Myths about Wellbeing

Have you ever said to yourself one of these statements?

  • I haven’t seen a doctor in a year. I am well!
  • It is too early to start focusing on wellbeing.
  • I don’t have time/money to work on wellbeing practices.

If yes, then this article may offer you an alternative perspective by busting five common myths about wellbeing.

Myth 1: Wellbeing is seen as the absence of illness

Personal wellbeing is not just the absence of illbeing, but the presence of many positive states, such as:

  • Healthy, trusting and safe relationships with family and peers
  • A sense of security and satisfaction with our field of study and work
  • High and positive energy levels to achieve all our goals
  • Feelings like balance, confidence, optimism, happiness, love and joy
What is wellbeing for you? (Picture Courtesy: http://heathenhistory.co.uk/sixth/files/2016/11/wellbeing.jpg)

In essence, wellbeing practices help us make everyday choices such that we can live in harmony with ourselves, with others, with society, and with nature! (see resources below)

This understanding essentially moves our goal post. It changes our definition of what being well truly means. And this may shift our motivation to take consistent action.

Myth 2: Too young for wellbeing

I have heard people share that they will think about wellbeing later — when they are in their forties or have some health challenges.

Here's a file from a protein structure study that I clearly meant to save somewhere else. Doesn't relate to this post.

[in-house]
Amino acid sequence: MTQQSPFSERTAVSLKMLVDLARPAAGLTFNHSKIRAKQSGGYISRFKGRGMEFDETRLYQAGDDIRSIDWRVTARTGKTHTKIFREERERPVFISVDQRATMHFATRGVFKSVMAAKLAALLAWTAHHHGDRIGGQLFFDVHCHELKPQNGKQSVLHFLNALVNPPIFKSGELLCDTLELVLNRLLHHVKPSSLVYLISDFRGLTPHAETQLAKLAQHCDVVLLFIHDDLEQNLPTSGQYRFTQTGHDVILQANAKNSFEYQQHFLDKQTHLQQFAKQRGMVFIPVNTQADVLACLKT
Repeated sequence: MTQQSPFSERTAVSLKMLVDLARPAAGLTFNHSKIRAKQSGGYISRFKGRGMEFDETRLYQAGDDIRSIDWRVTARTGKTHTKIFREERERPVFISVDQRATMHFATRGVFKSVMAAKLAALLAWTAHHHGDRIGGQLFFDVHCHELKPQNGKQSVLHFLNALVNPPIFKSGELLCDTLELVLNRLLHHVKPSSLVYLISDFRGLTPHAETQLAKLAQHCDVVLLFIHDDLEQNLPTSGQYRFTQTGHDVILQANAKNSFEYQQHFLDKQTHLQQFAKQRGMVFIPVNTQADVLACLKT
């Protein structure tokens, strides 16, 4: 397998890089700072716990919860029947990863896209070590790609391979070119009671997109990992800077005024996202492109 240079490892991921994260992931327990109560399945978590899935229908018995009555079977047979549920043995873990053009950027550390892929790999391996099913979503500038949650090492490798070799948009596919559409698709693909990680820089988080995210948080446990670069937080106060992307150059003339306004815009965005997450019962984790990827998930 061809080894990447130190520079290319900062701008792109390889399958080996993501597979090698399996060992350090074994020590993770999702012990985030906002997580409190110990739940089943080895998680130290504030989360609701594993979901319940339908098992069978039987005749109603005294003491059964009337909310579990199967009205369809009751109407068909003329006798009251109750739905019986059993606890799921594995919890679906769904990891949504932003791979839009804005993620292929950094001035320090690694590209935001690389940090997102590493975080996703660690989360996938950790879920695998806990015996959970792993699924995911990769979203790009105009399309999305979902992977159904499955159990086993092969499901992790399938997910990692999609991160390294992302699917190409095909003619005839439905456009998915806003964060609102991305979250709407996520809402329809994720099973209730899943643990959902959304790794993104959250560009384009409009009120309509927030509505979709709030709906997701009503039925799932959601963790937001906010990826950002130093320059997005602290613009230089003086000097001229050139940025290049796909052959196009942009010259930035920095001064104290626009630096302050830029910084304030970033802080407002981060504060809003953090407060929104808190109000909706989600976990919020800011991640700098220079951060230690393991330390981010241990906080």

Research shows we learn better when we are younger. As we grow older, the plasticity of our brain reduces and we see our cognitive ability decline. (see resources below)

Wellbeing practices can be learned, just like any other skill. The sooner you start, the better your ability to understand and cultivate them. More importantly, you reap the benefits of each practice for many more years of your life when you inculcate it early!

This understanding may shift our sense of urgency to work on our wellbeing.

Myth 3: Attaining wellbeing is expensive

We spend a lot of money on healthcare. The Global Wellness Industry is estimated at $4.2 Tn and the Global Healthcare Industry is estimated at $11.2 Tn. The growth in revenue over the past few decades has not led to an increase in wellbeing for the majority of the people.

While you can buy good healthcare, you cannot buy health and wellbeing. The sources of happiness and wellbeing are often in our own hands and rely on many simple, everyday practices that cost little or no money. However, awareness of these simple practices is often not prevalent and that is often the issue.

While I say this, I in no way deny the need for professional support that is necessary for acute or chronic conditions that cause mental or physical distress. It is crucial to acknowledge their role in recovery, but at the same time to not equate just recovery with being well.

This understanding may shift our lens from spending more money on wellbeing to altering our everyday practices towards wellbeing.

Myth 4: There are silver bullets

Unfortunately, there is no magic pill for wellbeing. We cannot buy it over the counter. I have seen the lasting effects of any practice only if I stick to the practice for at least a few weeks to a few months. Some practices may make you feel instantaneously good, like doing yoga or practising gratitude, but even their long-term benefits are felt when followed with consistency.